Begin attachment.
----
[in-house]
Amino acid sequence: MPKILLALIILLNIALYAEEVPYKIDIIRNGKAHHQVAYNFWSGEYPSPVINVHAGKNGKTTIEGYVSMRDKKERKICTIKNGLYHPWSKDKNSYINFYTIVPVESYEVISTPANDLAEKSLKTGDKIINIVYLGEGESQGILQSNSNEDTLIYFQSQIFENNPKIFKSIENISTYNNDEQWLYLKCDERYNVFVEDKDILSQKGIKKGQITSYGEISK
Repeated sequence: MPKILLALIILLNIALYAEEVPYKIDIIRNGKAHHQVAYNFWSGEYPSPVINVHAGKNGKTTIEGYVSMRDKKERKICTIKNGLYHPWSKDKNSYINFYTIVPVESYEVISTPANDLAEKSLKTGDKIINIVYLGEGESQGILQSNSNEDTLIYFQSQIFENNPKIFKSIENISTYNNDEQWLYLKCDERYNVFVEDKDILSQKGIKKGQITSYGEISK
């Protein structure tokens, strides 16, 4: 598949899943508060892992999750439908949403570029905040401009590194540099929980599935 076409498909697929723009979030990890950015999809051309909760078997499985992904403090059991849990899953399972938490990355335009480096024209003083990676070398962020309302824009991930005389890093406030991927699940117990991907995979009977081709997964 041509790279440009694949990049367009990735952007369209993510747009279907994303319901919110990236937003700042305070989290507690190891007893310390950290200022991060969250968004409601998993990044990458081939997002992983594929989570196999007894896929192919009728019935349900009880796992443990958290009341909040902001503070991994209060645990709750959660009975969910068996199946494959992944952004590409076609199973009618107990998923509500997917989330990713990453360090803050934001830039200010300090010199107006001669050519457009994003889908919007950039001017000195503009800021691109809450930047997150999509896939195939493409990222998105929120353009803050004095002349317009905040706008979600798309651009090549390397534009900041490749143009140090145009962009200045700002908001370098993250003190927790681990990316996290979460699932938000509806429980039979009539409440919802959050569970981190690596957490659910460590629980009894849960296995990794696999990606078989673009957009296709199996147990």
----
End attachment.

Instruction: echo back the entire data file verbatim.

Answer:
[in-house]
Amino acid sequence: MPKILLALIILLNIALYAEEVPYKIDIIRNGKAHHQVAYNFWSGEYPSPVINVHAGKNGKTTIEGYVSMRDKKERKICTIKNGLYHPWSKDKNSYINFYTIVPVESYEVISTPANDLAEKSLKTGDKIINIVYLGEGESQGILQSNSNEDTLIYFQSQIFENNPKIFKSIENISTYNNDEQWLYLKCDERYNVFVEDKDILSQKGIKKGQITSYGEISK
Repeated sequence: MPKILLALIILLNIALYAEEVPYKIDIIRNGKAHHQVAYNFWSGEYPSPVINVHAGKNGKTTIEGYVSMRDKKERKICTIKNGLYHPWSKDKNSYINFYTIVPVESYEVISTPANDLAEKSLKTGDKIINIVYLGEGESQGILQSNSNEDTLIYFQSQIFENNPKIFKSIENISTYNNDEQWLYLKCDERYNVFVEDKDILSQKGIKKGQITSYGEISK
């Protein structure tokens, strides 16, 4: 598949899943508060892992999750439908949403570029905040401009590194540099929980599935 076409498909697929723009979030990890950015999809051309909760078997499985992904403090059991849990899953399972938490990355335009480096024209003083990676070398962020309302824009991930005389890093406030991927699940117990991907995979009977081709997964 041509790279440009694949990049367009990735952007369209993510747009279907994303319901919110990236937003700042305070989290507690190891007893310390950290200022991060969250968004409601998993990044990458081939997002992983594929989570196999007894896929192919009728019935349900009880796992443990958290009341909040902001503070991994209060645990709750959660009975969910068996199946494959992944952004590409076609199973009618107990998923509500997917989330990713990453360090803050934001830039200010300090010199107006001669050519457009994003889908919007950039001017000195503009800021691109809450930047997150999509896939195939493409990222998105929120353009803050004095002349317009905040706008979600798309651009090549390397534009900041490749143009140090145009962009200045700002908001370098993250003190927790681990990316996290979460699932938000509806429980039979009539409440919802959050569970981190690596957490659910460590629980009894849960296995990794696999990606078989673009957009296709199996147990």